Props to the governor who let state quit fed plan that ousts immigrants
/ New York Daily News
Chalk one up for Illinois Gov. Pat Quinn, who, bravely swimming against the tide, tried to pull his state out of Secure Communities, the controversial federal mass deportation program.
"We think this is a very important decision," said Javier Valdés, of Make the Road New York. "It advances the conversation, gives new hope to immigrants and opens up space for other governors to take similar steps."
It would be great if Gov. Cuomo were to travel the same path. But it may not be that easy to opt out of the program for either Quinn or Cuomo.
After repeatedly telling local and state governments the program was voluntary, Department of Homeland Security officials now insist participation is mandatory.
This prompted Rep. Zoe Lofgren (D-Calif.) to demand an investigation into what she said are efforts by Immigration and Customs Enforcement and Homeland Security officials to mislead local and state governments and members of Congress about whether Secure Communities was voluntary and whom it would target.
Last May, then-Gov. David Paterson signed a Memorandum of Agreement (MOA) - which includes a termination clause - with Homeland Security to bring Secure Communities to New York. Forty other states, Illinois included, have also signed MOAs.
Quinn's letter notifying ICE of his decision, says the mandatory implementation of the Secure Communities program "is contrary to the stated purpose of the MOA."
Despite the program's stated mission of focusing on "convicted dangerous criminals," it is widely used to deport people still presumed innocent or who have committed minor offenses.
By ICE's own measure, less than 20% of those who have been deported from Illinois under the program have ever been convicted of a serious crime.
In New York State, nearly 3,500 immigrants were tagged for deportation through Secure Communities in January and February alone.
Valdés, who says his group is eager to work with Cuomo to find ways to rescind this agreement, thinks there is a good chance the governor will do it.
"He promised to revisit Secure Communities during his campaign," Valdés said.
The federal program works by checking the fingerprints of everyone arrested against immigration records. It has been responsible for deporting hundreds of innocent people and the cruel separation of many immigrant families. In a city like New York the program is widely despised.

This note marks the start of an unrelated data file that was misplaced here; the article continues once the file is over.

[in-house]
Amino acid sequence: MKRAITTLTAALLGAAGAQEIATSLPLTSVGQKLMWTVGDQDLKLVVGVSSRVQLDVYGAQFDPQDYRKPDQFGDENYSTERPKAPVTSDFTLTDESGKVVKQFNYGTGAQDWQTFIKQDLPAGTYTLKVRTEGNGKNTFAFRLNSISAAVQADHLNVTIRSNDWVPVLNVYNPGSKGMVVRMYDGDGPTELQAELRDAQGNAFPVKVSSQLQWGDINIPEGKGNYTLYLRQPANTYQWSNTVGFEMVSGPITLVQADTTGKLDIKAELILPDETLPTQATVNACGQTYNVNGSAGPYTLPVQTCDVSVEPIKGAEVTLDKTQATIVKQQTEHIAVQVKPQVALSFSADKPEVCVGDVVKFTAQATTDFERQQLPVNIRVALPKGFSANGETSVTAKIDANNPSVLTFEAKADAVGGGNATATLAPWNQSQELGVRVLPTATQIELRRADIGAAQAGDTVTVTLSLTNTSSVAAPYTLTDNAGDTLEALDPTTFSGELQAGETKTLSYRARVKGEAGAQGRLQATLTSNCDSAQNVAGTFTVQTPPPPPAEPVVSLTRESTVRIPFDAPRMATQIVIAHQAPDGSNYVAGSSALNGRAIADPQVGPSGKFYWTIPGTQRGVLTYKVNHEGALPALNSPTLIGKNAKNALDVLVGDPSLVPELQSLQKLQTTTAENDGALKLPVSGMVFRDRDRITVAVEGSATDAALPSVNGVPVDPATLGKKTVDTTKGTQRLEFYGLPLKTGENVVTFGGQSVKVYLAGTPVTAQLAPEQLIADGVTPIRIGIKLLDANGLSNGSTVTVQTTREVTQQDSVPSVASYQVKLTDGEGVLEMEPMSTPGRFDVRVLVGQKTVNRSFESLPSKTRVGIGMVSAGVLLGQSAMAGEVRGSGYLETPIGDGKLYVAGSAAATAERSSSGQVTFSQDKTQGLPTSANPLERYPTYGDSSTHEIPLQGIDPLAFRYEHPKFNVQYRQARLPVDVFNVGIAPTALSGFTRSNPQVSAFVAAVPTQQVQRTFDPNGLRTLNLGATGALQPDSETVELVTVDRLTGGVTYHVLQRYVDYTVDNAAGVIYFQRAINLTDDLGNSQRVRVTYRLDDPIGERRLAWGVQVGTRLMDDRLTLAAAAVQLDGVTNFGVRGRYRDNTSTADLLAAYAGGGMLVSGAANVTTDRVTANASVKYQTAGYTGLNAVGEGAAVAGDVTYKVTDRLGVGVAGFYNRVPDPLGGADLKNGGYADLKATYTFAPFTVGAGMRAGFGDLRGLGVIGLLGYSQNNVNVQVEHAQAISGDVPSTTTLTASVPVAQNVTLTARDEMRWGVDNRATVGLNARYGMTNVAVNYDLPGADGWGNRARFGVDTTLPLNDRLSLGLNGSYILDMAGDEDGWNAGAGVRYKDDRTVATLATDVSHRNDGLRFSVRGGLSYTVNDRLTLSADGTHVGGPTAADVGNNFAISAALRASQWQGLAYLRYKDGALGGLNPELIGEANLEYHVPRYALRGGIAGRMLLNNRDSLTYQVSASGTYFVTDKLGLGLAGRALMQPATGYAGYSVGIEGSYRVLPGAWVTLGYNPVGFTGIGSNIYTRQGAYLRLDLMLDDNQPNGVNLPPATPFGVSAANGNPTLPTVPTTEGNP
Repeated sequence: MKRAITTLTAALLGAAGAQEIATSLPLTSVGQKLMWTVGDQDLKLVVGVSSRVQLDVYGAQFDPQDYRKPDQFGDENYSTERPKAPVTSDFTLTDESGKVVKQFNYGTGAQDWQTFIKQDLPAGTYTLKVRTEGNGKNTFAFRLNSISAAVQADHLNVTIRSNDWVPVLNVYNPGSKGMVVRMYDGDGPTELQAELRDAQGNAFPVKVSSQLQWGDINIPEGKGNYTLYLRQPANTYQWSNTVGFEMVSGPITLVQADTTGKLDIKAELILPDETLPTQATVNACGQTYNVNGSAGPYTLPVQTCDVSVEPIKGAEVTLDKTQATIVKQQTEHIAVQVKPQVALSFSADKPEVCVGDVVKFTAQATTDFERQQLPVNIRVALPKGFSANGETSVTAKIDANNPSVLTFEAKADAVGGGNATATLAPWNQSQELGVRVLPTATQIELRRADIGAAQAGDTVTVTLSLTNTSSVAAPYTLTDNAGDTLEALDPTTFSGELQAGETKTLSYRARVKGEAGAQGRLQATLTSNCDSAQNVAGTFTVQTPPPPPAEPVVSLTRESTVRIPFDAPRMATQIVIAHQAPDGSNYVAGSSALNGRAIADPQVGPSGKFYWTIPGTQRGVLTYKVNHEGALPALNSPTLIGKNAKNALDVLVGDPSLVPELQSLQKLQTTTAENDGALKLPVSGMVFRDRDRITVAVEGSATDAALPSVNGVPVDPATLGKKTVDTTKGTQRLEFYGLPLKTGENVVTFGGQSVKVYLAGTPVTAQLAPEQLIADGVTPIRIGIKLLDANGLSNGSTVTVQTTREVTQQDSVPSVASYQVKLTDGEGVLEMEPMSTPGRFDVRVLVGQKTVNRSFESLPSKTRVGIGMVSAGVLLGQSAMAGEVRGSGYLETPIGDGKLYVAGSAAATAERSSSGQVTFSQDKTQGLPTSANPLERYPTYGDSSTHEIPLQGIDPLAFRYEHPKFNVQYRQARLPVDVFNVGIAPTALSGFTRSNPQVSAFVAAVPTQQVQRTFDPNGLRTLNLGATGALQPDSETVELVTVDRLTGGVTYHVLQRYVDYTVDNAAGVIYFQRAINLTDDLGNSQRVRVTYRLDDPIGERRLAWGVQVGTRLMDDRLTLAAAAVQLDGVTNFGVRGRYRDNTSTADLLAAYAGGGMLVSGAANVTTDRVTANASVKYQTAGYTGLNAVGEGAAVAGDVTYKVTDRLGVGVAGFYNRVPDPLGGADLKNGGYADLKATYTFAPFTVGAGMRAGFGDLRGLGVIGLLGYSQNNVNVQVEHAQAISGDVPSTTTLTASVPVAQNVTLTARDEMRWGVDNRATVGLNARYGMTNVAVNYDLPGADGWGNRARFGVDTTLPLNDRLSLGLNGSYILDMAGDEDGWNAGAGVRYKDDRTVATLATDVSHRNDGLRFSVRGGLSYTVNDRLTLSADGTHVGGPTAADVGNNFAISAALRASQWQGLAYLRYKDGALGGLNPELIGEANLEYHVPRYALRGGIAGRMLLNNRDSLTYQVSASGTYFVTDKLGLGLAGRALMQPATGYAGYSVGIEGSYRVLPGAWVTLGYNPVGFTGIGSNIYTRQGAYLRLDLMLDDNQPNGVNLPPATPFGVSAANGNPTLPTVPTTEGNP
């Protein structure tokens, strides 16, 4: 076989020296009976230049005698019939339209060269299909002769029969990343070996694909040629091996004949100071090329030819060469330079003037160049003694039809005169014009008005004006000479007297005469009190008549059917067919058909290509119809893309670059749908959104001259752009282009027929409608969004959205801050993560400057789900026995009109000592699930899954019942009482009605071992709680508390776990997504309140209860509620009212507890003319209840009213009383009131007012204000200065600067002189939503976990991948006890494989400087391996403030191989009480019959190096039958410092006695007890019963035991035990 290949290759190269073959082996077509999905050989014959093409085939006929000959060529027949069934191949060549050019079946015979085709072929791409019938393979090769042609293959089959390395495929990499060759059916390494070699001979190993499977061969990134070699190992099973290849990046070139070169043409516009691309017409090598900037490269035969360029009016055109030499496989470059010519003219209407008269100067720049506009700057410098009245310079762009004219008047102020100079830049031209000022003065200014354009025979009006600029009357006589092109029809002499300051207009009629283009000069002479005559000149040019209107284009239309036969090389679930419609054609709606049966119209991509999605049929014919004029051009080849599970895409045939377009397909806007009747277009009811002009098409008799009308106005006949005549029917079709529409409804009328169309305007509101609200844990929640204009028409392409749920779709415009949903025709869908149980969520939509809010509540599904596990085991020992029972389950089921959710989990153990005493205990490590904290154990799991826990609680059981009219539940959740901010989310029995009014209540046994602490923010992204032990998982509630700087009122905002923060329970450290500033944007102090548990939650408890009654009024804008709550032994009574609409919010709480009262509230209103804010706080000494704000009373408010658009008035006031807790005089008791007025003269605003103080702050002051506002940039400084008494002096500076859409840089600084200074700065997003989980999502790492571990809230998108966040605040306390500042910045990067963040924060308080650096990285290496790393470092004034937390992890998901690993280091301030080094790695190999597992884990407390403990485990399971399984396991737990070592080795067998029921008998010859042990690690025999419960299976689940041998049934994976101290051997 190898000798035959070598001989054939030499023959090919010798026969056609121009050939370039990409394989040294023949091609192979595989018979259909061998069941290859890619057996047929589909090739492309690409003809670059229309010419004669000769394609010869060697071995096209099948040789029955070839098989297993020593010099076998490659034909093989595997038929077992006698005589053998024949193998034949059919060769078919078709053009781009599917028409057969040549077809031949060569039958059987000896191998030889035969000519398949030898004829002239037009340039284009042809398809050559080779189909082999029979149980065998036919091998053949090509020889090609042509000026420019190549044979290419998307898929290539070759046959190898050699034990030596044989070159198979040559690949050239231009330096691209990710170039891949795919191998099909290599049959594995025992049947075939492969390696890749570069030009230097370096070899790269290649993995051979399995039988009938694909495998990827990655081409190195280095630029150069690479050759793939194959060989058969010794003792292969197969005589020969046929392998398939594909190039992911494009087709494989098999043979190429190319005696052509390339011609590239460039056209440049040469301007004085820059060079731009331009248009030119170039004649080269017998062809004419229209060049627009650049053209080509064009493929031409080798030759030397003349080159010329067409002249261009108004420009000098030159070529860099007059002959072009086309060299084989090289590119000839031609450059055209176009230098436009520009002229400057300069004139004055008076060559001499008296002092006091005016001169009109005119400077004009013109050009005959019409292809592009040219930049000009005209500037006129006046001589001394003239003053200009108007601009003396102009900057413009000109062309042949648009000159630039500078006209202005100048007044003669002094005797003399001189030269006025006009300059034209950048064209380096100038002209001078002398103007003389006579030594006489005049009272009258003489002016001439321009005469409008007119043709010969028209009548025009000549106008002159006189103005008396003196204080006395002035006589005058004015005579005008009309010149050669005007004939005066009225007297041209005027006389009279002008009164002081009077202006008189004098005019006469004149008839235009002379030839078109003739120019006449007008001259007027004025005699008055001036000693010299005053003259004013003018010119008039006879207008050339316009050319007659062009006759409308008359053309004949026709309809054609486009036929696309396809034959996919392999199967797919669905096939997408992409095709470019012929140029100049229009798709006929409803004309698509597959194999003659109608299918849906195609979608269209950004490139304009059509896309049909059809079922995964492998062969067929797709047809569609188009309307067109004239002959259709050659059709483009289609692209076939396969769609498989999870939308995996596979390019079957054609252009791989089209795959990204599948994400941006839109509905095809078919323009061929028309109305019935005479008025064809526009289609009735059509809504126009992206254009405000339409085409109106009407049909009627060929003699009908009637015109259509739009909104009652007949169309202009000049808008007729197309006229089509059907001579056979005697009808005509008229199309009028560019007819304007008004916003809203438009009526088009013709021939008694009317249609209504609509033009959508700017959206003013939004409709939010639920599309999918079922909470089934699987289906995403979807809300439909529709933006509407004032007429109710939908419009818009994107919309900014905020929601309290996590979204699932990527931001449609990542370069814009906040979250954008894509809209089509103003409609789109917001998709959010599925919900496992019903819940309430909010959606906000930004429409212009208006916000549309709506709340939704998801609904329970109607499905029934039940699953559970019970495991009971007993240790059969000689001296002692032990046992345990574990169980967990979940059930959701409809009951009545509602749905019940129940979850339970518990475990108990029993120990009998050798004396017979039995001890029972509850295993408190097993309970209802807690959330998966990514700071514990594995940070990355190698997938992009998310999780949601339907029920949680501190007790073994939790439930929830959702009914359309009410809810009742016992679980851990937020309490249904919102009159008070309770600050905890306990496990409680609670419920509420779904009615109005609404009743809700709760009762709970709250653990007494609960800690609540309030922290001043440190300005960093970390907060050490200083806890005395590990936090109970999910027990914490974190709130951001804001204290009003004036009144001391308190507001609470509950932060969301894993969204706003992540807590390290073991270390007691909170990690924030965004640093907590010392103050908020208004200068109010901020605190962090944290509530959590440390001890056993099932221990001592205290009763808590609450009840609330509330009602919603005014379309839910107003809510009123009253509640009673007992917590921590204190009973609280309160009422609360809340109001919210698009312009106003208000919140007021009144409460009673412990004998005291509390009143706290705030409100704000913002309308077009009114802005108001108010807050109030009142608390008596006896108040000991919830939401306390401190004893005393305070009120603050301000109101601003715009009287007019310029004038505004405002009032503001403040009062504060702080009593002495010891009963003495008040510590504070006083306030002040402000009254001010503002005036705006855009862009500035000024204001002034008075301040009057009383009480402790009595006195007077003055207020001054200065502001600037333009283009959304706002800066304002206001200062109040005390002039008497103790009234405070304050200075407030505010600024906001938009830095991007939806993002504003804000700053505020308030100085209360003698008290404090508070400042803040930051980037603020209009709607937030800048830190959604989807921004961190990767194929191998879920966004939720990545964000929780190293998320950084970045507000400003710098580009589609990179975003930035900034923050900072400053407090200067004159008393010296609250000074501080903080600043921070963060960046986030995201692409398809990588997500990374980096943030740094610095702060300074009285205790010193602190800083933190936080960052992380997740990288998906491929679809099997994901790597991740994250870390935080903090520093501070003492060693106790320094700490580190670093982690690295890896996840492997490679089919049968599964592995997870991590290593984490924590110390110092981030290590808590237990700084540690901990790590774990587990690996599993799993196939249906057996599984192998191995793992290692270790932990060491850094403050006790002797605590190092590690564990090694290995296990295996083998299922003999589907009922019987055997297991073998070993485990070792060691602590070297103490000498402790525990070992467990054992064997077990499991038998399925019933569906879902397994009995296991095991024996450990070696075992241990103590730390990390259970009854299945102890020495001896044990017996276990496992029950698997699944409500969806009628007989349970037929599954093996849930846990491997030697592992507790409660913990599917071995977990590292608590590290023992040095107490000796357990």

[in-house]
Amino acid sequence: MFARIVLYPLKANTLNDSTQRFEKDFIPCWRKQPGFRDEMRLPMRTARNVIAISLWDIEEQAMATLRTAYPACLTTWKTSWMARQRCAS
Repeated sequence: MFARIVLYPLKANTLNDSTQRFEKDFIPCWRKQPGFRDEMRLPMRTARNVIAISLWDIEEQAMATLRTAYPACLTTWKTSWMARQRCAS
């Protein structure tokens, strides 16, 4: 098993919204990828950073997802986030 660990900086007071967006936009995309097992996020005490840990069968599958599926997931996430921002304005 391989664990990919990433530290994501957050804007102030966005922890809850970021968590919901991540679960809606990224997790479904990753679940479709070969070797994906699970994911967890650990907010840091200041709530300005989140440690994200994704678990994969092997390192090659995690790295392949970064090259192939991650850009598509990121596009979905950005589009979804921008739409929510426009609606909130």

ICE records obtained through a Freedom of Information Act request show that nearly 79% of individuals deported nationally through the program from October 2008 through June 2010 had no criminal record or were arrested for minor offenses.
The Congressional Hispanic Caucus on Thursday asked President Obama to freeze Secure Communities - one day after Illinois attempted to pull out altogether.
Police Commissioner Raymond Kelly has expressed concern the deportation program could discourage immigrant victims and witnesses from talking to the NYPD.
"We want people to feel free to contact the police, to walk into police stations, communicate with the police," he said.
Secure Communities is an indiscriminate deportation program that victimizes hardworking immigrants and makes New York more dangerous by erecting a wall of mistrust between its immigrant population and local authorities. The sooner the state pulls out the better.
Since the November NYC elections, MRNY members have been hard at work setting the agenda for our next mayor, City Council and citywide elected officials.
We kicked off "Talking Transition" with a low-wage worker forum and our attorneys have been staffing a Single Stop clinic around the clock at the Transition tent.
Recently, our youth joined the Transitions conversation to bring education and police reform issues into the spotlight for the new elected officials. 17-year-old youth leader Cheyanne Smith was also profiled in the New York Times for her leadership to make NYC schools more respectful, safe, and dignified places for learning.